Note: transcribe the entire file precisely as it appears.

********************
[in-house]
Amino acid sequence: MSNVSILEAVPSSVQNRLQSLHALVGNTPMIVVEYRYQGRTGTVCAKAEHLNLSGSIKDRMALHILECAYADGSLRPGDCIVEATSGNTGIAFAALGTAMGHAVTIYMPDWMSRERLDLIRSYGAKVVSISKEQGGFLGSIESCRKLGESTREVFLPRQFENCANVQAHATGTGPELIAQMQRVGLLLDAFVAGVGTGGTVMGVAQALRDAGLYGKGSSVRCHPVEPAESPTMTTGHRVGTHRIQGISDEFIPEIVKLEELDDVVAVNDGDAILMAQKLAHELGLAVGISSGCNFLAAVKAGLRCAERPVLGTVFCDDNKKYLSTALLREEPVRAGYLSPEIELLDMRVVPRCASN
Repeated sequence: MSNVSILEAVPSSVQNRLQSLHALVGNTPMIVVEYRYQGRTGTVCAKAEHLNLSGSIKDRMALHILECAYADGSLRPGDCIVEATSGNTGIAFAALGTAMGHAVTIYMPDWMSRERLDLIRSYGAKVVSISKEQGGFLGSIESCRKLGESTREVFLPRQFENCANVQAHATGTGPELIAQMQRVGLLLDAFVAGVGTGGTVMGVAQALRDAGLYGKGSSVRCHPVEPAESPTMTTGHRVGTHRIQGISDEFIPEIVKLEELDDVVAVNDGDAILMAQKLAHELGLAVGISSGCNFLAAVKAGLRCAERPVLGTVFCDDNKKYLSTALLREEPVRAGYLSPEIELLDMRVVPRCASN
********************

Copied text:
[in-house]
Amino acid sequence: MSNVSILEAVPSSVQNRLQSLHALVGNTPMIVVEYRYQGRTGTVCAKAEHLNLSGSIKDRMALHILECAYADGSLRPGDCIVEATSGNTGIAFAALGTAMGHAVTIYMPDWMSRERLDLIRSYGAKVVSISKEQGGFLGSIESCRKLGESTREVFLPRQFENCANVQAHATGTGPELIAQMQRVGLLLDAFVAGVGTGGTVMGVAQALRDAGLYGKGSSVRCHPVEPAESPTMTTGHRVGTHRIQGISDEFIPEIVKLEELDDVVAVNDGDAILMAQKLAHELGLAVGISSGCNFLAAVKAGLRCAERPVLGTVFCDDNKKYLSTALLREEPVRAGYLSPEIELLDMRVVPRCASN
Repeated sequence: MSNVSILEAVPSSVQNRLQSLHALVGNTPMIVVEYRYQGRTGTVCAKAEHLNLSGSIKDRMALHILECAYADGSLRPGDCIVEATSGNTGIAFAALGTAMGHAVTIYMPDWMSRERLDLIRSYGAKVVSISKEQGGFLGSIESCRKLGESTREVFLPRQFENCANVQAHATGTGPELIAQMQRVGLLLDAFVAGVGTGGTVMGVAQALRDAGLYGKGSSVRCHPVEPAESPTMTTGHRVGTHRIQGISDEFIPEIVKLEELDDVVAVNDGDAILMAQKLAHELGLAVGISSGCNFLAAVKAGLRCAERPVLGTVFCDDNKKYLSTALLREEPVRAGYLSPEIELLDMRVVPRCASN